South Carolina Cotton: Focus On Spider Mites

Spider Mites. Photo: Mississippi State University

Jay Crouch, ag agent in Newberry County – and who also covers much of the upstate – reported that “kudzu bug immatures are building in soybeans with very low incidence of fungus. We’ll have a field or two treated early next week. Greene cloverworm populations are also increasing, but foliage loss is still below threshold. Found a couple of velvetbean caterpillars yesterday but nothing exciting yet.

“Cotton is basically taking care of itself at this point. Received some desperately needed rain this week.”

Other agents and consultants have reported reduced activity from stink bugs in cotton but increased activity with spider mites. Hopefully, hard rains this weekend will reduce the populations of spider mites on cotton and peanuts.

Cotton Insects

We have one more week remaining in our “stink bug month” in cotton, but stink bugs activity has diminished. However, stink bugs can still bottleneck in late-planted cotton, so don’t quit too early on monitoring for this insect.

Mostly, the crop will be early this year, but check on late-planted fields a little longer.

Bollworm continues to be a no-show in my pheromone trap and in the field. I still see a few bollworm moths in the field, but moth activity has certainly declined.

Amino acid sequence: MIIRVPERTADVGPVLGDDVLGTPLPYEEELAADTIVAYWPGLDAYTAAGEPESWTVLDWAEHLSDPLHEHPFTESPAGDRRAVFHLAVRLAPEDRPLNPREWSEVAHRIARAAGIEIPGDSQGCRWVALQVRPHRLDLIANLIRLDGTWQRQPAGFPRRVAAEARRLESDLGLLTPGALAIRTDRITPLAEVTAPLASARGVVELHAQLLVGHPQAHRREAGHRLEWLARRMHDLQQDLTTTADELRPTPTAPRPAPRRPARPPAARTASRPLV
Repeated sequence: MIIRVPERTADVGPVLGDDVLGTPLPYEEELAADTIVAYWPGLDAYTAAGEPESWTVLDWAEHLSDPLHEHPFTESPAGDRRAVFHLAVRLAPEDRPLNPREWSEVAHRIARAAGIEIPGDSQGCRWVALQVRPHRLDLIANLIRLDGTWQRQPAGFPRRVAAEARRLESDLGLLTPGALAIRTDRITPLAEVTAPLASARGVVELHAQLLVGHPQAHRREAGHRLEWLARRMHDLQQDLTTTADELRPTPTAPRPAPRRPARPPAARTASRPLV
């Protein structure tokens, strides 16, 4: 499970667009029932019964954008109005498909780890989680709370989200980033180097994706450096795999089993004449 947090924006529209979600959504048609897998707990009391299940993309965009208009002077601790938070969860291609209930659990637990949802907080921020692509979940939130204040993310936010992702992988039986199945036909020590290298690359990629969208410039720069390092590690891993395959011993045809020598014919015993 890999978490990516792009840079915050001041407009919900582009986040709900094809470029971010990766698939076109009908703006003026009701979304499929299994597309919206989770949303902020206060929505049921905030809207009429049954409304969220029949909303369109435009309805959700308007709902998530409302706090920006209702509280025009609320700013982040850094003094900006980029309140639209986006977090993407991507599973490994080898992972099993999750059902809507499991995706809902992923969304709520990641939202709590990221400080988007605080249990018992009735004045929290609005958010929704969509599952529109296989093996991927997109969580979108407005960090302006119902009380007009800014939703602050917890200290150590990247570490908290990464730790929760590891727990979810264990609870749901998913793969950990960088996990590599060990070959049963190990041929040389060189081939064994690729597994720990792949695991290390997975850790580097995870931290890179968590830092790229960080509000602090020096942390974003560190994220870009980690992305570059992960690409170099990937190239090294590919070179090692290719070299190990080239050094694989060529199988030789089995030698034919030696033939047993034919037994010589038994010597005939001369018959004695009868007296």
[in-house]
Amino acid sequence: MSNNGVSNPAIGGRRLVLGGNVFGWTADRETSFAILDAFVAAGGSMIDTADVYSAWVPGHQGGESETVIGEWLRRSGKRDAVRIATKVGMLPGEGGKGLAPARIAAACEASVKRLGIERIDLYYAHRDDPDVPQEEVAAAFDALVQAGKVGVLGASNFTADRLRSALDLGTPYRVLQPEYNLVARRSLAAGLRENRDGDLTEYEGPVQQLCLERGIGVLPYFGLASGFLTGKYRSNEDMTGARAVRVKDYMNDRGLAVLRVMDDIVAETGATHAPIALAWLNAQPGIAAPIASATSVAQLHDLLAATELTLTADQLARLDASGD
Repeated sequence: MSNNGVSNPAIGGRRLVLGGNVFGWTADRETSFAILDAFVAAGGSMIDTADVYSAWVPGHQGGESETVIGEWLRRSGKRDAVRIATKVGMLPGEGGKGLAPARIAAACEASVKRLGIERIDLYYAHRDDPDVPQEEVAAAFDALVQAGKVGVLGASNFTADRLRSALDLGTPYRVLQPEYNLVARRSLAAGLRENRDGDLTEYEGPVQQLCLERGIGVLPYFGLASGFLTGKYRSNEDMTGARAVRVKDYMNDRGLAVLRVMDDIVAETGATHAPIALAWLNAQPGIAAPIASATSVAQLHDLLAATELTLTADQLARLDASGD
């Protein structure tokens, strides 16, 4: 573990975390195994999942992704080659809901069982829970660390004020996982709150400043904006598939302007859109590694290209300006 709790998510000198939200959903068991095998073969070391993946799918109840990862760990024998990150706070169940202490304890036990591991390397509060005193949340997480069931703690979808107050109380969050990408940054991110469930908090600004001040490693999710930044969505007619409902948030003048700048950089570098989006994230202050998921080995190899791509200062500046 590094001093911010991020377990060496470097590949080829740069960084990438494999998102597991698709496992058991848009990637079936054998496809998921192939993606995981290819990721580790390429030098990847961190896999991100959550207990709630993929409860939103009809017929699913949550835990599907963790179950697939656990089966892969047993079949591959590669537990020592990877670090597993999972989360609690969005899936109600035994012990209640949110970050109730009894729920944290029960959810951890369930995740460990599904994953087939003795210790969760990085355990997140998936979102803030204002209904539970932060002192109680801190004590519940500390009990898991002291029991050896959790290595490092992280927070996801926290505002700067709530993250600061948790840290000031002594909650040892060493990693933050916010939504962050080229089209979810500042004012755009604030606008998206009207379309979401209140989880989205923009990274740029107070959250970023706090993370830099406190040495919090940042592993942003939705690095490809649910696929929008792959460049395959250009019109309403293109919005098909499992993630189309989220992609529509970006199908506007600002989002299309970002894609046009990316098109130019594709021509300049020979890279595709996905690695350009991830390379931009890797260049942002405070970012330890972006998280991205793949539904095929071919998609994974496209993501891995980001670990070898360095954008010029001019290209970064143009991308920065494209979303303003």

Watch for spider mites. They have increased and might affect leaves feeding bolls. We don’t need anything else out there terminating some fields a little too early. Watch spider mites and the promise of rain this weekend. A hard rain is still the best material for mites.

Soybean Insects

We now have velvetbean caterpillar (VBC), soybean loopers, grasshoppers, kudzu bugs, stink bugs and other species becoming prevalent in soybeans. In one case, VBC showed up in a field of soybeans in large numbers and nearly defoliated the field in a few days. Pyrethroid were applied twice on the field, and many VBC survived.

This is very unusual, as VBC are typically very sensitive to just about any insecticide, especially pyrethroids. VBC does not overwinter in South Carolina, so the population came from somewhere south of us.

Apparently, this field experienced a population that was somehow selected to be resistant to pyrethroids. Some of my colleagues around the country have experienced this before, and it is always an isolated incident that does not repeat regularly. As I mentioned, VBC are migratory, so we get what we get on populations and resistance.

I have some of these VBC in a bioassay to screen various insecticides, and I will report what we find. The results will be useful for follow up sprays, if we ever see this again with a pyrethroid on VBC. I am also finding stink bug egg masses in blooming soybeans.

Row-Crop Field Day

On September 5, we will host our Row-Crop Field Day at the Edisto REC near Blackville. Peanuts will be covered in the morning tour, and all other crops (cotton, soybean, etc.) will be the focus after lunch.

Pesticide license and CCA credits will be offered.

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